Title: A Christmas in Time
Author: Sally Nicholls
Genre: Historical Fiction, Fantasy
Publisher: Allen and Unwin/Nosy Crow
Published: 1st December 2020
Synopsis: The second in a brilliant time-slip adventure series by the award-winning author of Things a Bright Girl Can Do.
Fun-filled, action-packed adventures in time from best-selling, award-winning author, Sally Nicholls. When Alex and Ruby fall through the mirror in their aunt’s house, they find themselves in a different historical period, each time with a different task to perform before they can return to the present. From Edwardian crime capers to Victorian Christmasses, their time-slip stories are always exciting and beautifully told.
A Victorian Christmas is lovely – all the food and candles and games and singing – unless you’re poor, motherless Edith who is condemned to be sent to a cruel boarding school on Boxing Day. Can Alex and Ruby persuade her strict father that home is where the heart is instead?
Classic storytelling from a brilliant writer and beautifully illustrated throughout by Rachael Dean, with covers by Isabelle Follath. One of these books is never enough!
There is something magical about stories set at Christmas, and about Christmas. Whether it is a favourite movie, or a beloved story like The Nutcracker or A Christmas Carol, December is filled with Christmas stories for those who celebrate the holiday. Many of these books are aimed at kids, and I have read a few this year, one with a very Australian flavour. This one had all my favourite things: Christmas, England, winter, time travel and history. A Christmas in Time is part of a series about siblings Ruby and Alex, who have the ability to travel through time via a mirror in their aunt’s bed and breakfast.
Ruby and Alex are staying with their aunt over Christmas, helping out with an influx of guests over the holiday. Whilst decorating, they see a shimmer in the mirror – someone they met in the past in the first book and tumble through into Applecott House as it was during Victorian times – and discover that a distant ancestor, little Edith, is to be sent to boarding school the day after Christmas – and it is a horrific one! Ruby and Alex must find a way to let Edith’s father, a curate who seems rather distant, let her stay at Applecott with her cousins. Can they do it, or will Edith be sent to a school where she will be mistreated?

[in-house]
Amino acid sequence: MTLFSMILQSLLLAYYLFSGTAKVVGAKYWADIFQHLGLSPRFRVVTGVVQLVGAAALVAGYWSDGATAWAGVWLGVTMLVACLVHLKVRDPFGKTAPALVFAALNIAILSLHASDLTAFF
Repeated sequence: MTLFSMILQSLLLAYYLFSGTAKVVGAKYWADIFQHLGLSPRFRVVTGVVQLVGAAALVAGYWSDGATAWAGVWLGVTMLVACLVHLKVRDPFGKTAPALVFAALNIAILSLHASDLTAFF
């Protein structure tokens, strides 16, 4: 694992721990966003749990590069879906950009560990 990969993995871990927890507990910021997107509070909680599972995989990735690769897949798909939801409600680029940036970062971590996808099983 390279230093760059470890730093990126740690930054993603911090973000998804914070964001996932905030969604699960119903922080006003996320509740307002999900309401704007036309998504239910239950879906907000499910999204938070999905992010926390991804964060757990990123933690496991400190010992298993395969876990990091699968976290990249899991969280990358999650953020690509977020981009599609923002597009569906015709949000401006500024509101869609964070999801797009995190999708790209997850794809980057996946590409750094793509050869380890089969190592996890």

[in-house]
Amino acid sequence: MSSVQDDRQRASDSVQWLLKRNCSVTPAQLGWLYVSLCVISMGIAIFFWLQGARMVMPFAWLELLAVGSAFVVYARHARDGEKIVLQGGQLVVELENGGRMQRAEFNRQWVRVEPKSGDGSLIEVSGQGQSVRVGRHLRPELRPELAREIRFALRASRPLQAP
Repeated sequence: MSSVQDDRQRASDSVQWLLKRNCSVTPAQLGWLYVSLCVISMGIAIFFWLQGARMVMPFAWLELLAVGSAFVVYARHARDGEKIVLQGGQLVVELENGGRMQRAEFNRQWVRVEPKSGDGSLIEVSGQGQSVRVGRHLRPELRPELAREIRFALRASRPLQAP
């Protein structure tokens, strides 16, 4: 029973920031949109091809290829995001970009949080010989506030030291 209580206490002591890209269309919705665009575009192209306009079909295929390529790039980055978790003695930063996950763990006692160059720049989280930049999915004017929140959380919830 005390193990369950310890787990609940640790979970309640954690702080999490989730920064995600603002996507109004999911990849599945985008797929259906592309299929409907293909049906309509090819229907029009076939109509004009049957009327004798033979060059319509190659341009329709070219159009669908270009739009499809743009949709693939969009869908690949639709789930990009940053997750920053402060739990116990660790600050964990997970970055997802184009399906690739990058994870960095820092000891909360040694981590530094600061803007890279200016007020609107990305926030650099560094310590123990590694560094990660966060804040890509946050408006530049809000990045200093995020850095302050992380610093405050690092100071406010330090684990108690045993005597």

This is one of those Christmas stories that hits everything so well. The snow, the tree, the Scrooge-like character, the orphan who just needs a bit of hope and a good place to live, and the magic of Christmas that brings people together. It shows the simple joys of childhood and the magic of family, coupled with the joys of Christmas – the food, the tree, the decorating and the stockings, and so many other things. I loved the way Ruby and Alex slipped into place with their ancestors, the Pilgrim family, and were able to use what they knew to help Edith’s family change her fate.
It is a charming and delightful story about a family pulling together to help each other and Edith, sprinkled with the chaos of a large family and the contrasts of a Victorian Christmas to a 21st century Christmas. Some things are the same, yet there are marked differences that are hinted at and show that however we celebrate, Christmas is always about family and love.
This is one that will be added to my shelf of Christmas reads and hopefully, pulled out each December to get in the holiday mood. A wonderful read for children aged eight and older.